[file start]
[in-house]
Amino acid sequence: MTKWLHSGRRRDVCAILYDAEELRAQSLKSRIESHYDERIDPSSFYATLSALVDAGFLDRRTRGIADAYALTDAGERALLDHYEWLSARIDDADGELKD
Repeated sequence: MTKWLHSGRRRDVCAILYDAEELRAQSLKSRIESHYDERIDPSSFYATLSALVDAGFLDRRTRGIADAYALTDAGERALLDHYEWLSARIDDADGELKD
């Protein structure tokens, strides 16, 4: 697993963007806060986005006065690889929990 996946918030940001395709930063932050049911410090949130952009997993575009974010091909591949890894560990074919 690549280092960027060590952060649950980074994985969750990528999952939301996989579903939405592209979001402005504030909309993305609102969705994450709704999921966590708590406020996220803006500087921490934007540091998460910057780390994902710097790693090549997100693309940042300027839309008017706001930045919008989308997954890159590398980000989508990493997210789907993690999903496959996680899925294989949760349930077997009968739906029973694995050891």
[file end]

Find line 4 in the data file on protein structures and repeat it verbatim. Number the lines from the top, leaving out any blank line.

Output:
């Protein structure tokens, strides 16, 4: 697993963007806060986005006065690889929990 996946918030940001395709930063932050049911410090949130952009997993575009974010091909591949890894560990074919 690549280092960027060590952060649950980074994985969750990528999952939301996989579903939405592209979001402005504030909309993305609102969705994450709704999921966590708590406020996220803006500087921490934007540091998460910057780390994902710097790693090549997100693309940042300027839309008017706001930045919008989308997954890159590398980000989508990493997210789907993690999903496959996680899925294989949760349930077997009968739906029973694995050891």